Fast IP to CIDR lookup in Golang
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README.md

cidranger

Fast IP to CIDR block(s) lookup using trie in Golang, inspired by IPv4 route lookup linux. Possible use cases include detecting if a IP address is from published cloud provider CIDR blocks (e.g. 52.95.110.1 is contained in published AWS Route53 CIDR 52.95.110.0/24), IP routing rules, etc.

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This is visualization of a trie storing CIDR blocks 128.0.0.0/2 192.0.0.0/2 200.0.0.5 without path compression, the 0/1 number on the path indicates the bit value of the IP address at specified bit position, hence the path from root node to a child node represents a CIDR block that contains all IP ranges of its children, and children's children.

Visualization of trie storing same CIDR blocks with path compression, improving both lookup speed and memory footprint.

Getting Started

Configure imports.

import (
  "net"

  "github.com/yl2chen/cidranger"
)

Create a new ranger implemented using Path-Compressed prefix trie.

ranger := NewPCTrieRanger()

Inserts CIDR blocks.

_, network1, _ := net.ParseCIDR("192.168.1.0/24")
_, network2, _ := net.ParseCIDR("128.168.1.0/24")
ranger.Insert(NewBasicRangerEntry(*network1))
ranger.Insert(NewBasicRangerEntry(*network2))

To attach any additional value(s) to the entry, simply create custom struct storing the desired value(s) that implements the RangerEntry interface:

type RangerEntry interface {
	Network() net.IPNet
}

The prefix trie can be visualized as:

0.0.0.0/0 (target_pos:31:has_entry:false)
| 1--> 128.0.0.0/1 (target_pos:30:has_entry:false)
| | 0--> 128.168.1.0/24 (target_pos:7:has_entry:true)
| | 1--> 192.168.1.0/24 (target_pos:7:has_entry:true)

To test if given IP is contained in constructed ranger,

contains, err = ranger.Contains(net.ParseIP("128.168.1.0")) // returns true, nil
contains, err = ranger.Contains(net.ParseIP("192.168.2.0")) // returns false, nil

To get all the networks given is contained in,

containingNetworks, err = ranger.ContainingNetworks(net.ParseIP("128.168.1.0"))

Benchmark

Compare hit/miss case for IPv4/IPv6 using PC trie vs brute force implementation, Ranger is initialized with published AWS ip ranges (889 IPv4 CIDR blocks and 360 IPv6)

// Ipv4 lookup hit scenario
BenchmarkPCTrieHitIPv4UsingAWSRanges-4         	 5000000	       353   ns/op
BenchmarkBruteRangerHitIPv4UsingAWSRanges-4    	  100000	     13719   ns/op

// Ipv6 lookup hit scenario, counter-intuitively faster then IPv4 due to less IPv6 CIDR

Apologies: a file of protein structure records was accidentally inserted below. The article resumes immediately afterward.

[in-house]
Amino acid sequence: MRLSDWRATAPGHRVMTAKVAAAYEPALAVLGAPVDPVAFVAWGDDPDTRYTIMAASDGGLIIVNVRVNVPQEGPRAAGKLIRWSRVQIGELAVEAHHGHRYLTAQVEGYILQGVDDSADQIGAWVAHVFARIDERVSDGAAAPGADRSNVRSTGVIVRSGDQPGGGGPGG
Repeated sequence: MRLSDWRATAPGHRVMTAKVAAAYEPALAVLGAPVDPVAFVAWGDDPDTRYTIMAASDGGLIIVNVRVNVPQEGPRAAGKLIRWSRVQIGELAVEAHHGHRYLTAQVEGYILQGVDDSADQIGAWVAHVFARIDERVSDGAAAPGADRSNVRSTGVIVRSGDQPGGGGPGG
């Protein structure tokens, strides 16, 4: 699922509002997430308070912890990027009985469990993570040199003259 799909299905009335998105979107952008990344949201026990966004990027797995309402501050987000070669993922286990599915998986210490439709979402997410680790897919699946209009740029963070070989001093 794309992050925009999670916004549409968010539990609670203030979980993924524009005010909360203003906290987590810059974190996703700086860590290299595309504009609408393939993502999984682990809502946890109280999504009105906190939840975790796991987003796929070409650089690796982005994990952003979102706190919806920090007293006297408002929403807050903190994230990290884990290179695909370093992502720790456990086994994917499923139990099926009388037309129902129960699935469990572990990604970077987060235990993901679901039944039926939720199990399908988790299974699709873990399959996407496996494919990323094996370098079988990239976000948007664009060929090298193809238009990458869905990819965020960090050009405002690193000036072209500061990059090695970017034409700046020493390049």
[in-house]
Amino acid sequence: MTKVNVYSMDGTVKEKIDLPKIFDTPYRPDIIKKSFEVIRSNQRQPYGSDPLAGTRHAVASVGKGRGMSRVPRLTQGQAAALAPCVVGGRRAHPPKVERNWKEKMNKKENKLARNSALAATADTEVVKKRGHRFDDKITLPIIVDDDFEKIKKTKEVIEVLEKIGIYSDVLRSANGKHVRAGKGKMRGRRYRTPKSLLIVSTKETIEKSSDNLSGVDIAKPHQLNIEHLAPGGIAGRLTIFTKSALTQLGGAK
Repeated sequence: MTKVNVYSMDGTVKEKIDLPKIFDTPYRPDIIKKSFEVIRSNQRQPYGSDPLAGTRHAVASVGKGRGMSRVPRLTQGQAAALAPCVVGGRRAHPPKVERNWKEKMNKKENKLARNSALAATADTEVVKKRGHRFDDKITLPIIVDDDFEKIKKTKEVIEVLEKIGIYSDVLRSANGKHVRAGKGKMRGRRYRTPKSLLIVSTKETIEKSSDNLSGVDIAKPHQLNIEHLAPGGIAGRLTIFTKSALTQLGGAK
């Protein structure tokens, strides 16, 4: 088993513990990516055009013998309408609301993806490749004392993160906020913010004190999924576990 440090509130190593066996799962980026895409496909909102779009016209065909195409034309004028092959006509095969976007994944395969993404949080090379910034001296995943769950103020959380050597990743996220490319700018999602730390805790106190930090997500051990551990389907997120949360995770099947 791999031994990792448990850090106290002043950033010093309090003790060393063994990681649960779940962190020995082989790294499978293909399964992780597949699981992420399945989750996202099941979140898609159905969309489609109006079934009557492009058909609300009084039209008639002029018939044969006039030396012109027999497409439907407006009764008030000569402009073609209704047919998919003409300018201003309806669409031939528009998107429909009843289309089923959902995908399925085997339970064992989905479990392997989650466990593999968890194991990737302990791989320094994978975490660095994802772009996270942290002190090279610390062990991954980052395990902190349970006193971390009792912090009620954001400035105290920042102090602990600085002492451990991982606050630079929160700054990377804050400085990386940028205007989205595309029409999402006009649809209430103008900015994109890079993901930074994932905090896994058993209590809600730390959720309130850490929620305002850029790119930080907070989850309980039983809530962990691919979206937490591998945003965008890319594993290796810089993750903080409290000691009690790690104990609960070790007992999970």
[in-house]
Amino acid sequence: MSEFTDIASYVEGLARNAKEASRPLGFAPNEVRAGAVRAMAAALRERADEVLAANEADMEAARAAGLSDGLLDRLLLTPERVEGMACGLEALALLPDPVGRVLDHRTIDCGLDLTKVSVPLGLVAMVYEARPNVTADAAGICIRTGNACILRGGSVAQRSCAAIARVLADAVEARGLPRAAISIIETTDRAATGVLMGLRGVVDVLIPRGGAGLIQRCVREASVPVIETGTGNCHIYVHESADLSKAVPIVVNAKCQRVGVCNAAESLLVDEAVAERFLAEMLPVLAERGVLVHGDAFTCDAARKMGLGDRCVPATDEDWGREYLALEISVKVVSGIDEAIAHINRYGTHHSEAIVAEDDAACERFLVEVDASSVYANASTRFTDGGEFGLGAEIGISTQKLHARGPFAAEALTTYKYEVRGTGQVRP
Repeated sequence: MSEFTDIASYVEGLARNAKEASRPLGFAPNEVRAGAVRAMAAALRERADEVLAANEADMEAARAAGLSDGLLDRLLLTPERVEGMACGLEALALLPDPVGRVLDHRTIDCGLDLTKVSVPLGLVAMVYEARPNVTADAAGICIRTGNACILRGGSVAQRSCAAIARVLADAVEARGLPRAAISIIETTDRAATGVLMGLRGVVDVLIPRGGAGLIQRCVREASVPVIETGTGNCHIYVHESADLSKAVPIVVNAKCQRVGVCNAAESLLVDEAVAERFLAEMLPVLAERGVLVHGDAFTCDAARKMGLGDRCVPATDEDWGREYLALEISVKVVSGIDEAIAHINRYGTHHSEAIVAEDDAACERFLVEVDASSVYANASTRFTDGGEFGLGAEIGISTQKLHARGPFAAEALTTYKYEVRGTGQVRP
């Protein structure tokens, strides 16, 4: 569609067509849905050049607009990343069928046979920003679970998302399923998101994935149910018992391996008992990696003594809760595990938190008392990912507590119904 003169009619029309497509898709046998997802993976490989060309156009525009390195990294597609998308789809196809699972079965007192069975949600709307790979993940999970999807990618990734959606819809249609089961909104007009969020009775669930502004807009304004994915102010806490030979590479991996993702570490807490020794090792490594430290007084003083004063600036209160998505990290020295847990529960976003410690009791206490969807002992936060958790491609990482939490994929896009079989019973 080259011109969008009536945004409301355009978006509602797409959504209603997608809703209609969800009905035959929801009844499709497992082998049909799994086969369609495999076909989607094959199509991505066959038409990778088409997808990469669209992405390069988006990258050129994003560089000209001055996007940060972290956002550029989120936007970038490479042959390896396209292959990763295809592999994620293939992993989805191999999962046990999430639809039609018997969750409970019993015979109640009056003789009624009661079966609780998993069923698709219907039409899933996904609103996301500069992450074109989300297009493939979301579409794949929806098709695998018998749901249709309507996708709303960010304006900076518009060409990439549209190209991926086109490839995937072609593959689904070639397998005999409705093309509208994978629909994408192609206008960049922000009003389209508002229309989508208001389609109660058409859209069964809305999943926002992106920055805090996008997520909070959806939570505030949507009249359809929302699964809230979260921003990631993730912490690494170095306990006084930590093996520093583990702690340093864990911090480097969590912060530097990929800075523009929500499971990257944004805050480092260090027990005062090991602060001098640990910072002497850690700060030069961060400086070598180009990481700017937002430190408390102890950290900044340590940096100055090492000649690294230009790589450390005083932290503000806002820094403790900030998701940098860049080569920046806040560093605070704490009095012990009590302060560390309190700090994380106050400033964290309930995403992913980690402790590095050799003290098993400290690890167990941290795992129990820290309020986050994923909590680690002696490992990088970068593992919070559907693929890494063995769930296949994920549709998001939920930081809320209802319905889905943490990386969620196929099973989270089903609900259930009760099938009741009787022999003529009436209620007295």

// blocks in the AWS dataset, hence the constructed trie has less path splits and depth.
BenchmarkPCTrieHitIPv6UsingAWSRanges-4         	10000000	       143   ns/op
BenchmarkBruteRangerHitIPv6UsingAWSRanges-4    	  300000	      5178   ns/op

// Ipv4 lookup miss scenario
BenchmarkPCTrieMissIPv4UsingAWSRanges-4        	20000000	        96.5 ns/op
BenchmarkBruteRangerMissIPv4UsingAWSRanges-4   	   50000	     24781   ns/op

// Ipv6 lookup miss scenario
BenchmarkPCTrieHMissIPv6UsingAWSRanges-4       	10000000	       115   ns/op
BenchmarkBruteRangerMissIPv6UsingAWSRanges-4   	  100000	     10824   ns/op

Example of IPv6 trie:

::/0 (target_pos:127:has_entry:false)
| 0--> 2400::/14 (target_pos:113:has_entry:false)
| | 0--> 2400:6400::/22 (target_pos:105:has_entry:false)
| | | 0--> 2400:6500::/32 (target_pos:95:has_entry:false)
| | | | 0--> 2400:6500::/39 (target_pos:88:has_entry:false)
| | | | | 0--> 2400:6500:0:7000::/53 (target_pos:74:has_entry:false)
| | | | | | 0--> 2400:6500:0:7000::/54 (target_pos:73:has_entry:false)
| | | | | | | 0--> 2400:6500:0:7000::/55 (target_pos:72:has_entry:false)
| | | | | | | | 0--> 2400:6500:0:7000::/56 (target_pos:71:has_entry:true)
| | | | | | | | 1--> 2400:6500:0:7100::/56 (target_pos:71:has_entry:true)
| | | | | | | 1--> 2400:6500:0:7200::/56 (target_pos:71:has_entry:true)
| | | | | | 1--> 2400:6500:0:7400::/55 (target_pos:72:has_entry:false)
| | | | | | | 0--> 2400:6500:0:7400::/56 (target_pos:71:has_entry:true)
| | | | | | | 1--> 2400:6500:0:7500::/56 (target_pos:71:has_entry:true)
| | | | | 1--> 2400:6500:100:7000::/54 (target_pos:73:has_entry:false)
| | | | | | 0--> 2400:6500:100:7100::/56 (target_pos:71:has_entry:true)
| | | | | | 1--> 2400:6500:100:7200::/56 (target_pos:71:has_entry:true)
| | | | 1--> 2400:6500:ff00::/64 (target_pos:63:has_entry:true)
| | | 1--> 2400:6700:ff00::/64 (target_pos:63:has_entry:true)
| | 1--> 2403:b300:ff00::/64 (target_pos:63:has_entry:true)